She steadfastly enshrines these old tales in her memory, (...) telling stories thoughtfully, assuredly and with tremendous zest, taking great personal delight in doing so…
Jacob und Wilhelm Grimm in the foreword to the second volume of their work Kinder- und Hausmärchen, 1815
The second volume of the Brothers Grimm work Kinder- und Hausmärchen (Children's and Household Tales) was published in 1815 with a foreword that included a tribute to the storytelling of a poor woman from Hesse. Dorothea Viehmann contributed over 40 stories to the most famous collection of fairytales in existence. The idea that she was a poor woman with a humble background has since been debunked as a marketing strategy by the Brothers Grimm.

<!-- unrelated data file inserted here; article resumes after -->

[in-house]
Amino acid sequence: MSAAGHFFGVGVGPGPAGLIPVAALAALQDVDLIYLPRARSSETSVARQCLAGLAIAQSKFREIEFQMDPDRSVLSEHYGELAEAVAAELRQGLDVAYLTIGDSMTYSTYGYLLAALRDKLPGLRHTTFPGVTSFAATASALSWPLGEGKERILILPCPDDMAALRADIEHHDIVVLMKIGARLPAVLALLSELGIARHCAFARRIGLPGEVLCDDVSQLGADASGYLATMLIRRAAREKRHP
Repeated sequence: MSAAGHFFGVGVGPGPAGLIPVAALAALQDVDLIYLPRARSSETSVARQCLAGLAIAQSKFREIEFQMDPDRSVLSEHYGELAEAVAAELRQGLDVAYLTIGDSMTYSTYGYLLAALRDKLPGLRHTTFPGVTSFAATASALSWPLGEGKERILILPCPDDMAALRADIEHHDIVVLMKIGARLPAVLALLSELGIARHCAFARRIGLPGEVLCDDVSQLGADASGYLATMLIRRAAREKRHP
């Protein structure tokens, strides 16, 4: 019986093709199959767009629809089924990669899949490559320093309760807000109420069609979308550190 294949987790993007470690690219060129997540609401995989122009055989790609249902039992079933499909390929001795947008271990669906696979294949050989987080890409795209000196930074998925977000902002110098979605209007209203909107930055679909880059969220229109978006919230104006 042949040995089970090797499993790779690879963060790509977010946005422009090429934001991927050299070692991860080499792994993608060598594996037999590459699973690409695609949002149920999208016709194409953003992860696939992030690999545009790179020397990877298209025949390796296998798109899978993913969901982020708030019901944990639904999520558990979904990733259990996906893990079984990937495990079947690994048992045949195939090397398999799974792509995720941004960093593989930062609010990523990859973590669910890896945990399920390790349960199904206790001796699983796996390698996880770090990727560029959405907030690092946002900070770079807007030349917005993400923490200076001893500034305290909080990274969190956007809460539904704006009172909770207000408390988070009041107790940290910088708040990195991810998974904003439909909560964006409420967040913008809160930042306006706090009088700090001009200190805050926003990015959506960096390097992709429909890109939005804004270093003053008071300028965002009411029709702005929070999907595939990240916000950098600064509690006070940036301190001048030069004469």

The educated, cosmopolitan inn keeper’s daughter had Huguenot roots and was able to write and speak French. As the so-called “fairytale woman” with an exceptional memory, she is considered to have enriched German fairytale culture with the influence of French storytelling tradition. Classic children’s stories such as Die Gänsemagd (The Goose Girl), Der arme Müllersbursch (The Poor Miller’s Boy and the Cat) and Der Teufel mit den drei goldenen Haaren (The Devil with the Three Golden Hairs) all originate from Dorothea Viehmann.